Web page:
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Winterize Your Wild Birds
Winterize Your Wild Birds

Winterize Your Wild Birds



There's a touch of fall in the air. The days are shorter and the nights cooler. For those living in places where the leaves put on a spectacular show of color, it's a sure sign that winter isn't far away. Wild birds are beginning to prepare for the harsh weather by 'winterizing' their bodies. Backyard birders need to get their feeding stations in order right away to help these beautiful feathered friends find plenty of food. Now is the time when wild birds begin storing body fat that is essential to their survival. As their natural food sources disappear for the winter or become buried in snow, they rely more and more on birders to keep fresh seed in their feeders.

As increased numbers of species gather in flocks for migration, you'll notice much more activity around your feeding stations. In addition to your resident birds such as chickadees, titmice, nuthatches and woodpeckers, you will have periodic visits from migrating birds. They are largely insect eaters that need to relocate before the frost sets in killing their staple food. Once they are settled in for the winter, they will rely on bird seed and suet as their substitute food. Juveniles will hang around with their parents one last time before they fly off to establish their own territories. Of course, they'll be filling their bellies to sustain them in the search for their new home, so birding activity will be on the increase for this reason also.

Keep binoculars and a bird identification book or device close by to help identify any new species that stops for a fill-up at the feeder. It's one of the most exciting times to be a birder. In addition to various types of bird seeds, wild birds need the fat and nutrients provided from suet. There are many feeders that not only hold bird seed but have an attached suet cage as well. Many bird stores also stock suet in pellet form. This is much less messy than suet cakes and the amount supplied for the birds each day is easier to control. And, don't forget to keep fruit such as oranges and apples with either suet or peanut butter for fruit eaters. Bluebirds and others that prefer mealworms don't have to wait until spring for their favorite food. Keep them happy all winter by using a mealworm warmer that keeps the worms alive, wiggling and tasty.

Bird feeders should be kept clean and repaired at all times, but particularly in the fall in preparation for the increase in the number of birds using the feeders. There are products on the market that make cleaning feeders much easier - often as easy as dunking a feeder in a bucket of water containing the safe cleaning solution. Stale seed or dirty feeders can be a health hazard for wild birds. What's a sure way to attract birds to your feeders? Provide a source of water, especially in winter! Available water in freezing weather will attract at least as many birds as a well stocked feeder. There are a variety of submersible heaters placed directly in the water that are economical and can be safely used in bird baths. Use a high-quality outdoor extension cord to plug the heater into an electrical source. Particularly in winter it's best to use a plastic rough-surfaced design since ceramic and concrete bird baths will easily crack in frigid weather. Birds actually use water to stay warmer in winter. By cleaning their feathers and grooming them with natural oils, our feathered friends are able to help insulate their bodies from cold.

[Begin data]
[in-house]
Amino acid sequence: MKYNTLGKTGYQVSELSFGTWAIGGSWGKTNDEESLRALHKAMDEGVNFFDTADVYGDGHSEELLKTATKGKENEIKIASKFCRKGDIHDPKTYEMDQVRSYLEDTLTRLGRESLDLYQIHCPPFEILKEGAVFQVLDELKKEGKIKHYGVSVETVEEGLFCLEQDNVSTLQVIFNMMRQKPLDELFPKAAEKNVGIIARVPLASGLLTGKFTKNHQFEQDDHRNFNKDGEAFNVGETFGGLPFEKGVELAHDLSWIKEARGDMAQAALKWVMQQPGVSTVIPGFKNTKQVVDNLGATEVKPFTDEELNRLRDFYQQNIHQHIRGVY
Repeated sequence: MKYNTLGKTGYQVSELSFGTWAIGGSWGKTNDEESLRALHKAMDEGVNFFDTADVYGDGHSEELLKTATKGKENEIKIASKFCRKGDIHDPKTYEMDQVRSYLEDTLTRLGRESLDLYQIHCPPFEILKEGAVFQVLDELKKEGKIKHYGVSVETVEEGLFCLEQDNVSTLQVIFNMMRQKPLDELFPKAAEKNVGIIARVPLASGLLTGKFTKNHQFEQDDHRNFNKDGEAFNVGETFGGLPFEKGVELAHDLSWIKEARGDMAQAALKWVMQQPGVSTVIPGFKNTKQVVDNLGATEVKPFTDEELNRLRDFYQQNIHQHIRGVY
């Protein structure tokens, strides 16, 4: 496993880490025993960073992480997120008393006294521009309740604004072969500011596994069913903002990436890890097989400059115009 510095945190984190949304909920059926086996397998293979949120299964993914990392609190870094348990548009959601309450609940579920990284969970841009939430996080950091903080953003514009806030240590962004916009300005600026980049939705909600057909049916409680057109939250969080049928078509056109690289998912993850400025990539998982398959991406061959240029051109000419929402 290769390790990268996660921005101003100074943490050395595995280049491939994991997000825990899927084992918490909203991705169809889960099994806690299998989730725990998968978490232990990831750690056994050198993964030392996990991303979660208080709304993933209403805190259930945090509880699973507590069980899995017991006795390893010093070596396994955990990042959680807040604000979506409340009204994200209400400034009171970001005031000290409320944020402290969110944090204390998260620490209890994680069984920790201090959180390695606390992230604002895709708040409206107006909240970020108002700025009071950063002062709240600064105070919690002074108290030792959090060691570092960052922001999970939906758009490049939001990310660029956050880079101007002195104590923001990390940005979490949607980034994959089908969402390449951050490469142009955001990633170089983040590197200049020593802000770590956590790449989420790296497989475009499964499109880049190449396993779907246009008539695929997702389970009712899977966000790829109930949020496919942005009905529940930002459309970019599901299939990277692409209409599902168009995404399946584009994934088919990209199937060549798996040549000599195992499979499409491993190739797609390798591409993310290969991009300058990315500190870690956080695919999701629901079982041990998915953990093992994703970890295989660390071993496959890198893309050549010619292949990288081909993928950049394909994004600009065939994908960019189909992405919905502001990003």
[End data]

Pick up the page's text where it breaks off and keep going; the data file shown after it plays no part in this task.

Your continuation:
About 70% of a bird's nonfat body tissue is water. That needs to be maintained to avoid dehydration. Birds find some water in natural food sources such as insects, berries and even snow, but when those supplies dwindle, the water supplied by bird baths is even more vital. Just as the leaves change color in the fall, so does the plumage of some birds. The goldfinch, for example, undergoes a plumage change that drastically alters their appearance. The bright yellow starts to fade making it somewhat difficult to tell the male from the female. The purpose is to provide protection from predators when the trees are bare. Each season brings with it a wonderful new experience as nature continues the same path it has followed for thousands of years. Backyard birders are privileged to witness one such experience when the wild birds begin their winterizing ritual.